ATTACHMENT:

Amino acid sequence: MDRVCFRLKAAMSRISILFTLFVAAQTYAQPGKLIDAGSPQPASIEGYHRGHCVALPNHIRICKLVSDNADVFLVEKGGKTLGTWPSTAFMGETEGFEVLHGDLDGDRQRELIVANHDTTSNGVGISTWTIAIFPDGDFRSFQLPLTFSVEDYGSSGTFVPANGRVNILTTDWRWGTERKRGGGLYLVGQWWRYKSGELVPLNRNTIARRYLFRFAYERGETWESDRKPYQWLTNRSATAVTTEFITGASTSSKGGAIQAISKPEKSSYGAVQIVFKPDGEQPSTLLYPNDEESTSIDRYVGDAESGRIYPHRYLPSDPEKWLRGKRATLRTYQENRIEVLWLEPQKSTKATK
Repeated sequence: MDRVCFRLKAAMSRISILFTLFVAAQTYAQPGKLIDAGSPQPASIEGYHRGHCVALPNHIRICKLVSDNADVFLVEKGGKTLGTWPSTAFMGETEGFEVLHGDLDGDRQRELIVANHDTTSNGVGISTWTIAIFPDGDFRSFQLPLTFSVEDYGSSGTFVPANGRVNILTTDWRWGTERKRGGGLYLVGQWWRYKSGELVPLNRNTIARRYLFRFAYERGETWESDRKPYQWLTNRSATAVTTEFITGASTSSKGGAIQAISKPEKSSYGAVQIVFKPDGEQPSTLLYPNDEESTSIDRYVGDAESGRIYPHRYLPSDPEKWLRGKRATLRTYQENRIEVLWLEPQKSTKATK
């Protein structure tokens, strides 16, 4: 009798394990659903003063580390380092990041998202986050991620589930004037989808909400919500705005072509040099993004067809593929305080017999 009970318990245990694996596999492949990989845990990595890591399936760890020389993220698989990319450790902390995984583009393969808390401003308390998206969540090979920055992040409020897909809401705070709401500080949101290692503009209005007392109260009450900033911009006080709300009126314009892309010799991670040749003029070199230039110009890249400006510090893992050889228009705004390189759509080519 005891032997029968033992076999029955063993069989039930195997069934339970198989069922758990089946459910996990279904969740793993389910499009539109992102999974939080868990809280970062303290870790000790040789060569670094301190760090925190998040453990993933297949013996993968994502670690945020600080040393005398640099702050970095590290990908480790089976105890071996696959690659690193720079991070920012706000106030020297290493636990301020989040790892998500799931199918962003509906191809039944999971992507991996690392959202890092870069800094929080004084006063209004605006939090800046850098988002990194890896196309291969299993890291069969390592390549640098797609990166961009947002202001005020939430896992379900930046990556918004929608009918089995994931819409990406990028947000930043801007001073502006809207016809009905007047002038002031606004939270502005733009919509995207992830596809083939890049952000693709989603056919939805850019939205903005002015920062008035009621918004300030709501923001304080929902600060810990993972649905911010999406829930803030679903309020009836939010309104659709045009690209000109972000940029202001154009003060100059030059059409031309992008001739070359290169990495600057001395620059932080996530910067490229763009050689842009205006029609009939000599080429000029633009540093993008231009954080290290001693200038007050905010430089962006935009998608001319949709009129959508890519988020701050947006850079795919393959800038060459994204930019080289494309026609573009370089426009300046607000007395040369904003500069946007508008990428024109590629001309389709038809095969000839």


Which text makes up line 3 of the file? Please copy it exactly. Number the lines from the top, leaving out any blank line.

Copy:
């Protein structure tokens, strides 16, 4: 009798394990659903003063580390380092990041998202986050991620589930004037989808909400919500705005072509040099993004067809593929305080017999 009970318990245990694996596999492949990989845990990595890591399936760890020389993220698989990319450790902390995984583009393969808390401003308390998206969540090979920055992040409020897909809401705070709401500080949101290692503009209005007392109260009450900033911009006080709300009126314009892309010799991670040749003029070199230039110009890249400006510090893992050889228009705004390189759509080519 005891032997029968033992076999029955063993069989039930195997069934339970198989069922758990089946459910996990279904969740793993389910499009539109992102999974939080868990809280970062303290870790000790040789060569670094301190760090925190998040453990993933297949013996993968994502670690945020600080040393005398640099702050970095590290990908480790089976105890071996696959690659690193720079991070920012706000106030020297290493636990301020989040790892998500799931199918962003509906191809039944999971992507991996690392959202890092870069800094929080004084006063209004605006939090800046850098988002990194890896196309291969299993890291069969390592390549640098797609990166961009947002202001005020939430896992379900930046990556918004929608009918089995994931819409990406990028947000930043801007001073502006809207016809009905007047002038002031606004939270502005733009919509995207992830596809083939890049952000693709989603056919939805850019939205903005002015920062008035009621918004300030709501923001304080929902600060810990993972649905911010999406829930803030679903309020009836939010309104659709045009690209000109972000940029202001154009003060100059030059059409031309992008001739070359290169990495600057001395620059932080996530910067490229763009050689842009205006029609009939000599080429000029633009540093993008231009954080290290001693200038007050905010430089962006935009998608001319949709009129959508890519988020701050947006850079795919393959800038060459994204930019080289494309026609573009370089426009300046607000007395040369904003500069946007508008990428024109590629001309389709038809095969000839």